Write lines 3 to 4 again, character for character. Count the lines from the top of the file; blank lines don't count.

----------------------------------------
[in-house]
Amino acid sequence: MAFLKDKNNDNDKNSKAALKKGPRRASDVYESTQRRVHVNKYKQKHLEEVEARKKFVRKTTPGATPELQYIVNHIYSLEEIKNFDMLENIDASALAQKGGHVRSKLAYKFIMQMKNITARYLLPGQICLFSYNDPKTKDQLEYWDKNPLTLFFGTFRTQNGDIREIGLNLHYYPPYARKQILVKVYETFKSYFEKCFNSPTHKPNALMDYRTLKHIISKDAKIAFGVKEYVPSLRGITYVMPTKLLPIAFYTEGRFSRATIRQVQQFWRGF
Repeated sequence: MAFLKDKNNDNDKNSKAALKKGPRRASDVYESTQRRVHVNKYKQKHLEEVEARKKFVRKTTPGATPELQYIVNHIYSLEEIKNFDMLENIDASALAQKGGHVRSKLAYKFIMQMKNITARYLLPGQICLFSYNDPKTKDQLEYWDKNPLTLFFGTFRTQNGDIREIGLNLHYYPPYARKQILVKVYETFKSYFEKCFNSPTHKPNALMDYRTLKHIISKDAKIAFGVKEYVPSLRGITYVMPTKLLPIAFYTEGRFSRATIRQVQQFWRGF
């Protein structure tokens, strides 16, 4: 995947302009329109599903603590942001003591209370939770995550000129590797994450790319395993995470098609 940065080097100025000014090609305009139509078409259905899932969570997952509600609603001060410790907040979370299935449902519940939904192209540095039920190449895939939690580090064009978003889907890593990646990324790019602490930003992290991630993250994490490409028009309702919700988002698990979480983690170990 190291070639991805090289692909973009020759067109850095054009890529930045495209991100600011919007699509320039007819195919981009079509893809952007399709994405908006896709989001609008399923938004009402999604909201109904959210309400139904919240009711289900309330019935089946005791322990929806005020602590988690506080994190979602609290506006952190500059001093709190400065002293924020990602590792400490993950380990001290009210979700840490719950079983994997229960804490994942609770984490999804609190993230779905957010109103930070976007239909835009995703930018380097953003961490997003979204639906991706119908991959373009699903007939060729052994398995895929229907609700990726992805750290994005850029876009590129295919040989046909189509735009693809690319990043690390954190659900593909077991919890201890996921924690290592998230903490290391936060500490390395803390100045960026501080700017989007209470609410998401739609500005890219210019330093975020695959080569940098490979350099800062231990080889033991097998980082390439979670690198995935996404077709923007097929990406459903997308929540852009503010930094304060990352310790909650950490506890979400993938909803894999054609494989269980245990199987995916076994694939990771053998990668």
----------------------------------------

Repeated sequence: MAFLKDKNNDNDKNSKAALKKGPRRASDVYESTQRRVHVNKYKQKHLEEVEARKKFVRKTTPGATPELQYIVNHIYSLEEIKNFDMLENIDASALAQKGGHVRSKLAYKFIMQMKNITARYLLPGQICLFSYNDPKTKDQLEYWDKNPLTLFFGTFRTQNGDIREIGLNLHYYPPYARKQILVKVYETFKSYFEKCFNSPTHKPNALMDYRTLKHIISKDAKIAFGVKEYVPSLRGITYVMPTKLLPIAFYTEGRFSRATIRQVQQFWRGF
């Protein structure tokens, strides 16, 4: 995947302009329109599903603590942001003591209370939770995550000129590797994450790319395993995470098609 940065080097100025000014090609305009139509078409259905899932969570997952509600609603001060410790907040979370299935449902519940939904192209540095039920190449895939939690580090064009978003889907890593990646990324790019602490930003992290991630993250994490490409028009309702919700988002698990979480983690170990 190291070639991805090289692909973009020759067109850095054009890529930045495209991100600011919007699509320039007819195919981009079509893809952007399709994405908006896709989001609008399923938004009402999604909201109904959210309400139904919240009711289900309330019935089946005791322990929806005020602590988690506080994190979602609290506006952190500059001093709190400065002293924020990602590792400490993950380990001290009210979700840490719950079983994997229960804490994942609770984490999804609190993230779905957010109103930070976007239909835009995703930018380097953003961490997003979204639906991706119908991959373009699903007939060729052994398995895929229907609700990726992805750290994005850029876009590129295919040989046909189509735009693809690319990043690390954190659900593909077991919890201890996921924690290592998230903490290391936060500490390395803390100045960026501080700017989007209470609410998401739609500005890219210019330093975020695959080569940098490979350099800062231990080889033991097998980082390439979670690198995935996404077709923007097929990406459903997308929540852009503010930094304060990352310790909650950490506890979400993938909803894999054609494989269980245990199987995916076994694939990771053998990668």